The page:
Imagine resting your head after a long day of meetings on a
1,000-thread-count cotton pillowcase while watching your
favorite movie on a 42-inch LCD TV fitted with a Bose audio
system, or just enjoying the view of Japans Imperial
Palace Gardens with Mount Fuji in the distance. Guests willing
to pay top dollar about $19,590, plus service and tax,
per night can do just that in the 2,896-square-foot
Presidential Suite at the Shangri-La Hotel, Tokyo.
Such comforts help the Shangri-La win the top spot in the
Worlds Best Hotels, Institutional
Investors annual ranking of the top 100 hotels on
the planet. The establishments luxurious suites and prime
setting are noteworthy, but they are far from unique in an
industry that keeps raising the bar.
Ritzy rooms and restaurants used to be enough to lure guests
to the worlds leading hotels. Today, however, the
überwealthy are demanding unique travel experiences,
personalized attention and out-of-this-world accommodations.
And they are willing to pay just about anything for them.
Affluent business and leisure travelers are driving the
recovery of the hotel industry, says Scott Berman, U.S.
hospitality and leisure practice leader at
PricewaterhouseCoopers in Miami. Growing demand for
high-quality accommodations has driven a rise of 5 to 10
percent in U.S. room rates in the past year, he adds.
Corporate groups, who left top hotels for dead in
2009, have returned, Berman says. Now they like to
show off and hold events in luxury properties, many of which
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To keep up with the superrich Joneses, luxury hotels and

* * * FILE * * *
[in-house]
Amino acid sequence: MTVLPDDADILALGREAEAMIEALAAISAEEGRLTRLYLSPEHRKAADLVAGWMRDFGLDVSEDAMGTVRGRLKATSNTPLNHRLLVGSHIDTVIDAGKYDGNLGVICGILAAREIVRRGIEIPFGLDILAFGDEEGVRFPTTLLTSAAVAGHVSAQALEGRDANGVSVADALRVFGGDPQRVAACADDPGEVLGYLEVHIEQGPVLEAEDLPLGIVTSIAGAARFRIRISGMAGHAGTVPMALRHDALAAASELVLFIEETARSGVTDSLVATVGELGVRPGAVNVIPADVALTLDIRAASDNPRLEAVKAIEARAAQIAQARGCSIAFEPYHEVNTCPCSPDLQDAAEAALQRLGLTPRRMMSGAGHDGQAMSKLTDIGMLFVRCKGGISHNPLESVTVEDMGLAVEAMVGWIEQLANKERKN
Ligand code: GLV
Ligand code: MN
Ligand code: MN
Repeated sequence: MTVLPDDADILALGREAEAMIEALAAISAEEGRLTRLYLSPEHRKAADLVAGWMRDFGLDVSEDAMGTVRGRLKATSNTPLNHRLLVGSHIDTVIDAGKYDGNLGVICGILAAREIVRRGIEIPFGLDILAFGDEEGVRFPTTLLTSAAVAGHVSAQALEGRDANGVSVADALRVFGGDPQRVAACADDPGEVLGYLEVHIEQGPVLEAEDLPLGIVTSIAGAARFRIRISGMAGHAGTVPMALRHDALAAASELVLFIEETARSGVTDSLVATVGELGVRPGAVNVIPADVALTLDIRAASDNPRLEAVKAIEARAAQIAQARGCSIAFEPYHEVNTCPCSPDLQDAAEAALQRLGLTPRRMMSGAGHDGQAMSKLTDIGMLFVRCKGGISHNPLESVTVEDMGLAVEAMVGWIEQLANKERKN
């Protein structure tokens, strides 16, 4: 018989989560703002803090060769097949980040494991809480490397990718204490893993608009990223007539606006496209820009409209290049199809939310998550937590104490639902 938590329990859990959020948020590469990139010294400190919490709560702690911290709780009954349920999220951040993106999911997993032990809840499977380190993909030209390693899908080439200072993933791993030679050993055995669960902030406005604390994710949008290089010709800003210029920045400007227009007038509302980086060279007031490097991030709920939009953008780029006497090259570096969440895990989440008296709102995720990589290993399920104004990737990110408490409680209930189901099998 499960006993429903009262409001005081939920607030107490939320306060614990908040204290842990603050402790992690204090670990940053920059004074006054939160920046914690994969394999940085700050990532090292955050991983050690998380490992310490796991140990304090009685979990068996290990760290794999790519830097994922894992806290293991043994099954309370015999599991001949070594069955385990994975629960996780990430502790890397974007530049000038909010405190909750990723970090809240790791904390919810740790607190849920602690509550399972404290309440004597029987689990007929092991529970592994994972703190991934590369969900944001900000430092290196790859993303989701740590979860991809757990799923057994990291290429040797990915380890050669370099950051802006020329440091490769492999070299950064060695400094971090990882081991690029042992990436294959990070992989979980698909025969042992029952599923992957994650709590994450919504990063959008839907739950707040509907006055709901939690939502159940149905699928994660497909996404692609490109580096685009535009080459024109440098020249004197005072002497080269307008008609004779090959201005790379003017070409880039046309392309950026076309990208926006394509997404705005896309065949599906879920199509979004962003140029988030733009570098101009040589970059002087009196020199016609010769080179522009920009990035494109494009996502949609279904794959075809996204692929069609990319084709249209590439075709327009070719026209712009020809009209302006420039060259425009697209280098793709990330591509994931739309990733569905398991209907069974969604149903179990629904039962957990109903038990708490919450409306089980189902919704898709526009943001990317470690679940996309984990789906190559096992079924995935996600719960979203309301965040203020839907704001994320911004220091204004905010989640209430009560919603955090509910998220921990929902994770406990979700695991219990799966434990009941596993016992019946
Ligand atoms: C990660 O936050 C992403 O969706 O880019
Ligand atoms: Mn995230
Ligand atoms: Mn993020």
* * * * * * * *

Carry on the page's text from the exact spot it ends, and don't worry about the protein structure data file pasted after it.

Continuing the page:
resorts have to provide guests with enduring memories,
preferably the kind that can easily be shared on social media.
Whether guests are traveling for business or pleasure, they are
posting pictures and stories for friends, family, colleagues
and the general public, says Edwina Kluender, director of
communications at the Mandarin Oriental, San Francisco, which
ranks No. 11.
We want to give our guests something to share,
she adds. For example, her hotel has a repeat guest who loves
chocolate-chip cookies, so the staff makes sure to have some
freshly baked ones ready every time he visits. Another guest
once asked for a hair straightener, so there is one in her room
whenever she checks in.
At the Shangri-La, which occupies the top 11 floors of the
37-floor Marunouchi Trust Tower, staff walk down to adjacent
Tokyo Station to greet guests arriving on Japans famous
bullet train and escort them to the hotel.
The best of the best have ratcheted up personalized service
to include travel experiences authentic to their regions. At
the Shangri-Las CHI spa, guests can enjoy the Yang CHI
Energiser, a set of deep-tissue techniques that focus on
stimulating points of the body to improve blood circulation,
alleviate stress and relieve pain.
In fact, having an extraordinary place to stay is a given
for the latest crop of luxury travelers, who want more from
their hotels. We have quite a number of guests where
money is not an issue, says Philippe Frey, general
manager of No. 2ranked Palacio Duhau, Park Hyatt in Buenos Aires.
All that matters are unbelievable experiences from A to
A multigenerational family staying at the Palacio recently
asked staff to organize a dinner. The hotels chef
interviewed the family and tailored a traditional Argentinean
menu for them, serving each course with an explanation of the
cooking techniques. A sommelier worked with the chef to pair
each course with Argentinean wines. Such a meal costs between
$200 and $250 per person at the Palacio.
Any Palacio guest can sign up to take in a polo match, one
of the countrys pastimes, and participate in an
asado, or Argentinean barbecue, afterward. The hotel
offers a similar event featuring tango dancing. During warmer
months it puts on Tango Under the Stars, which
allows guests to watch a dance performance in the garden and
sample a specially created menu. Visitors can also view the
hotels art collection and receive a complimentary tour
from a curator.
At the Peninsula New York, which ranks No. 6,
guests can arrange to see a Broadway show, meet the cast and
tour the stage. They also can tour a New York City Fire
Department firehouse, with a chance to hop on a rig.
To compete with newer properties, veterans have had to up
their game with renovations and additions. Now that
theres a renaissance of sorts in the luxury sector,
companies are willing to invest again, says PwCs Berman.
Both the Mandarin Oriental, San Francisco, and the Peninsula